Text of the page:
HISTORY: In the 1792 era, the Shawnee from north of the Ohio were along with Cherokees, Choctaws, and Creeks from the south, and other tribes’ frequent visitors here. Indians and pioneers both used places like the Big Spring of never-failing supplies of water for gathering places, pitched their tents and camped there. Mr. John Viers, one of the first settlers in the area, owned all the land on the north side of what is now hwy 68-80. Mr. Viers gave the Big Spring to the town. The town grew around its water supply and in 1858 the L & N Railroad ran its Bowling Green to Memphis branch through the town, at which time Mr. Viers gave the land for the railroad depot. Woodville as the town was called at that time began to groom itself for growth.
Mr. A.J. Corning or Carney, a schoolteacher/surveyor from New York gave Woodville a new name, Auburn, for his native town of Auburn, N.Y. The village began to flourish when E.R. Gordon erected a flourmill and woolen cloth manufacturing facility just below the head of Black Lick Creek, near the present location of the Auburn Hosiery Mill.
The town was incorporated in 1865. An article in The Kentucky State Gazette of 1879 reads, “Auburn has a population of 700, with 4 churches; two steam flour mills; a good public school; and ships tobacco, wheat, pork and corn. The Western Union Telegraph and Adams Express have offices there.”
There were two blacksmith shops and a livery stable in Auburn in 1871. Mr. Joe Price owned the livery stable at that time. The stable passed through many hands before being bought by my grandfather, W. H. Pugh in 1922. The stable was located on the west side of Black Lick Creek and the blacksmith shop beside it.
In 1879 there were 4 doctors and one dentist practicing in Auburn.
The Methodist Church is the oldest church in Auburn. Organized before 1865, the present building dating from 1937, is the third occupied by the congregation. The Presbyterian Church was organized in 1865 and the first building was erected in 1867. The Cumberland Presbyterian Church was organized in 1866 and was reorganized in 1906. The Baptist Church was also begun in 1866. Liberty Baptist church, three miles north of Auburn was organized in 1828. The Christian church was organized in 1890 and the Church of Christ about 1950.
In 1894 John B. Gaines of Bowling Green began a weekly newspaper, The Auburn Advocate. In the late 1920s Roy McDowell started the Auburn times, which he sold to Mr. Percy Hurt in 1930. Mr. Percy continued the paper until 1952. Beginning in 1953 the News-Democrat publishing company at Russellville printed the paper as the Auburn News.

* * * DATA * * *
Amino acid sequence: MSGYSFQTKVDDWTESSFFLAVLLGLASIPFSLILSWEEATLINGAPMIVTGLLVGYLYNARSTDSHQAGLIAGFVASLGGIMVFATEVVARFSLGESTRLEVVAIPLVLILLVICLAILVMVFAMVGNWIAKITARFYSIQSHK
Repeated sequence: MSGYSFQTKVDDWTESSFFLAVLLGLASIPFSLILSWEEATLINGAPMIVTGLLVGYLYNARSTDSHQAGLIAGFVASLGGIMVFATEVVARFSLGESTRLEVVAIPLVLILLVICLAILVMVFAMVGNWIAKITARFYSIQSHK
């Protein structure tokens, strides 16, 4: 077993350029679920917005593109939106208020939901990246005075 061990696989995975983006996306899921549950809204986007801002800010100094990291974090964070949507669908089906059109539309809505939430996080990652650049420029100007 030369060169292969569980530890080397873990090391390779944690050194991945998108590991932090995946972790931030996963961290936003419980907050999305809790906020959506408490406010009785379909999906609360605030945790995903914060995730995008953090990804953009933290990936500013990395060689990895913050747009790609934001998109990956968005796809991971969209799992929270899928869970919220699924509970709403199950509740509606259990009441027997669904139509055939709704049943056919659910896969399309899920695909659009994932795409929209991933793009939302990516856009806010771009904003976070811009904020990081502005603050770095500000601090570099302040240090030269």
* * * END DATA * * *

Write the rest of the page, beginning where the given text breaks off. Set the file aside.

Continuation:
The Auburn Hosiery Mill, owned by Roger Kimball was organized and had been in operation since 1937. There were two large grain mills; the Auburn Mills and the Auburn Roller Mills, at that time employed about 42 people between them. Graham’s wood working shop worked 14 and shipped church furniture all over the United States. Auburn in 1957 was exactly one mile square, the population was 950, and could certainly live up with its slogan: Large enough to serve you and small enough to know you.
Historic Auburn is just 3 miles from South Union KY Shaker Village, just 18 miles west of Bowling Green on Hwy 68. Auburn has beautiful homes, including Plantation homes. In fact, 136 pieces of property are listed on the National Register of Historic Places.
Auburn has a lot to offer with unique shopping, dining and sightseeing. Auburn has a wonderful museum with historic structure walking tours including log cabin, barn, old jail, and school house. Each structure contains artifacts appropriate to its intended use. Open Tuesday - Sunday 1-5 pm. Admission is charged. Auburn has a thriving community of Amish, so it is not unusual to see horse & buggies around the streets or Amish families selling produce in the summer months on the street corners.
Plenty to see & do in this small town. Perfect for that day trip or even an overnight at one of the bed & breakfast (Federal Grove or Shaker Tavern). Business hours vary at our merchants